Joel’s Ring of Fire

26 02 2013

This would not be my first trip to California, but it had been some time since setting foot inside the Golden State. One of the fringe benefits of working at the Grand Canyon was an opportunity to explore the Southwest either through trips offered by the employee rec center or independently. The group from Singapore had planned an impressive tour of the US before returning home — Las Vegas, LA, San Francisco, Yosemite and New York. I requested to tag along for the LA part, provided I could get there. This was part of the challenge and, as most travel agents will tell you, part of the fun.

Since noticing the Amtrak station in Flagstaff, I had been intrigued by the train and what it was all about. Rail passenger service in the South is almost nonexistent. Hurricanes have decimated tracks along the Gulf Coast and the states there seem to have no interest in restoring routes. Most of the poor and those without a vehicle travel primarily by bus in the South. Having experienced Greyhound before, I was in no hurry to ride the dirty dog again.

So in figuring out the way to LA, I decided to take the Grand Canyon train to Williams, Arizona where I could connect to Amtrak’s Southwest Chief and ride into Los Angeles just before dawn. It would be around a 15-hour trip and luckily I would not be making it alone. Joel, one of the Singapore entourage, would travel with me while the others went ahead to Las Vegas. Joel’s work contract called for him to stay a few more extra days in the Canyon and although he was not happy about it, he honored the deal and consequently missed out on the Vegas portion of the group’s American adventure. Of all the Singapore guys, Joel had the most uninspiring Grand Canyon job. He was a kitchen utility worker at Yavapai Lodge, where he cleaned cafeteria tables and loaded dishwashers.

“So much wasted food,” Joel would grumble when I asked about his duties. He cheerfully added, he would get me all the soda I could want when I was in the cafeteria. One of the few perks of his job.

I had gotten to know Joel better one afternoon when we hiked up the Hermit’s Nest Trail to watch a rare solar eclipse. A fierce soccer player, Joel described his matches as if they were all out war and revealed he was often at odds with his coach. He was also quite the romeo and not long after arriving in the Canyon, Joel began dating a cute Thai girl from housekeeping. As the solar eclipse got closer, it was Joel who found an awesome spot to view it. We climbed down from the rim — beyond the guard rail — and settled on a flat column of rock just past Hopi Point.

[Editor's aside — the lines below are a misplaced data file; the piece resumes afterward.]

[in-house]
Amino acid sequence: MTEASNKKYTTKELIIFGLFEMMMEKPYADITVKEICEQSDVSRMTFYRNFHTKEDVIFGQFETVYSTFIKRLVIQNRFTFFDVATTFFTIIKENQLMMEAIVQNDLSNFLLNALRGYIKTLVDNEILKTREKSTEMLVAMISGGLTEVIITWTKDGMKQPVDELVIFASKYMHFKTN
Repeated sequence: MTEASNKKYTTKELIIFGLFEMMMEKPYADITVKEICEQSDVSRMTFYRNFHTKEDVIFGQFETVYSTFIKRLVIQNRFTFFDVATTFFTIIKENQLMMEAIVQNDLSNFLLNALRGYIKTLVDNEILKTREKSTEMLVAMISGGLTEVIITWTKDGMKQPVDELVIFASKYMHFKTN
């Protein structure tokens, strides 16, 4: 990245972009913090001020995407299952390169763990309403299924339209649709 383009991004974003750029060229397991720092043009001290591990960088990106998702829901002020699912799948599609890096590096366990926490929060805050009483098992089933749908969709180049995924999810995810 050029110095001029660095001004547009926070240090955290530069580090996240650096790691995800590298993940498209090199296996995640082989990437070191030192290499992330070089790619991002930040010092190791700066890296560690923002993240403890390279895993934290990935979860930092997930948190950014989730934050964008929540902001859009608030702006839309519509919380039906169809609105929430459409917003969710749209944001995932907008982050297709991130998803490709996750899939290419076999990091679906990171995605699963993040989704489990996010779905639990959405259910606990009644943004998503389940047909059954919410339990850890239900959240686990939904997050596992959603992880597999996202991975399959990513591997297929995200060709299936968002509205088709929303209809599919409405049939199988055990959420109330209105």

Hopi Point Solar Eclipse with Joel

Hopi Point Solar Eclipse with Joel

A solar eclipse occurs when the Moon passes between the Earth and the Sun and essentially creates a “Ring of Fire.” We had equipped ourselves with special viewing glasses and from our vantage point overlooking the Colorado River and the many chasms of Grand Canyon, the eclipse was indeed an awesome sight to behold. But staring too much into the sun is never a good thing. As we posed for pictures afterward, I remember Joel stumbling and damn near falling into the Canyon. I don’t think even he realized how close he had come to certain death.

Traveling by train to LA would be much less risky. As employees, the train ride to Williams was free, but it sure wasn’t fast. On average a 45-minute trip by car turned into a 2-hour slow descent through barren land. Joel had made the trip before, taking his girlfriend to Williams for an overnight excursion. He knew what to expect, right down to the super corny staged “holdup” by wild western outlaws. The entire train ride was geared toward children and families. We were merely taking advantage of our employee status and thus endured stale jokes for the free lift.

Once in Williams we had a few hours to kill before catching the Amtrak so Joel recommended grabbing a bite to eat at a nearby Thai restaurant. After months on a steady diet of National Park cafeteria food, I gladly agreed. The women working the restaurant remembered Joel from his previous visit and we were treated like kings. The food was flat out delicious. As we dined on Pad Thai and other recipes that I cannot begin to spell, Joel let loose frustrations of working with some of the Native Americans at the park. They were sentiments similarly expressed by the blunt Western author Edward Abbey in his great novel, “Desert Solitaire.”

I did not dispute any of Joel’s observations and served more less as his therapist when he told me how, on his last day, he had basically told this one older Indian woman to take a long walk off a short pier.

“She was always telling me what to do,” he said. “And she never did anything.”

After dinner, we returned to the train depot where a bus waited to take us to the Amtrak station, a few miles south of Williams. But as we would find out, there was no station and no train in sight.

Advertisements

Actions

Information

4 responses

26 02 2013
David

Really well written John. Love the hook at the end.

5 03 2013
Margaret Webster

You’re killing me! Next installment , PLEASE!

6 03 2013
Don Harris

Well, at least you got a good meal out of the deal. BTW, when you say “ring of fire,” do you mean an annular eclipse?

15 03 2013
pcbjohnnymac

Yes, Don. Annular is the correct term. Thank you and the food was delish.

Leave a Reply

Fill in your details below or click an icon to log in:

WordPress.com Logo

You are commenting using your WordPress.com account. Log Out /  Change )

Google+ photo

You are commenting using your Google+ account. Log Out /  Change )

Twitter picture

You are commenting using your Twitter account. Log Out /  Change )

Facebook photo

You are commenting using your Facebook account. Log Out /  Change )

Connecting to %s




%d bloggers like this: